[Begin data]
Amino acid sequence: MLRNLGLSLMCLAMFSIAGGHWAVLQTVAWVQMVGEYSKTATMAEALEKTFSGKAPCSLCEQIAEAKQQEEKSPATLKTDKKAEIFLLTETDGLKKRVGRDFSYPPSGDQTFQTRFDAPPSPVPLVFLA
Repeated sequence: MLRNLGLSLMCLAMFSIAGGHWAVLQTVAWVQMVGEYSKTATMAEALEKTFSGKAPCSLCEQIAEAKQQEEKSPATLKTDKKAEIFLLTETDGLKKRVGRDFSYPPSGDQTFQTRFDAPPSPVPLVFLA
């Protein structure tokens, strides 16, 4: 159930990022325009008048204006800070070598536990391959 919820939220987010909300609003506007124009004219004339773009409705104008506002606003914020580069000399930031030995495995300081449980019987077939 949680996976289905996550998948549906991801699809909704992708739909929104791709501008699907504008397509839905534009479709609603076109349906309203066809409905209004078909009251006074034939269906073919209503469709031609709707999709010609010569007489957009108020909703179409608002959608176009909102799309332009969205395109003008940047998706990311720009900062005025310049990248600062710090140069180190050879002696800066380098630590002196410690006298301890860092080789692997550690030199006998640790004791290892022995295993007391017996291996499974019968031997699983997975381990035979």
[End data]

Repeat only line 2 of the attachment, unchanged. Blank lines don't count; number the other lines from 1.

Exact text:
Repeated sequence: MLRNLGLSLMCLAMFSIAGGHWAVLQTVAWVQMVGEYSKTATMAEALEKTFSGKAPCSLCEQIAEAKQQEEKSPATLKTDKKAEIFLLTETDGLKKRVGRDFSYPPSGDQTFQTRFDAPPSPVPLVFLA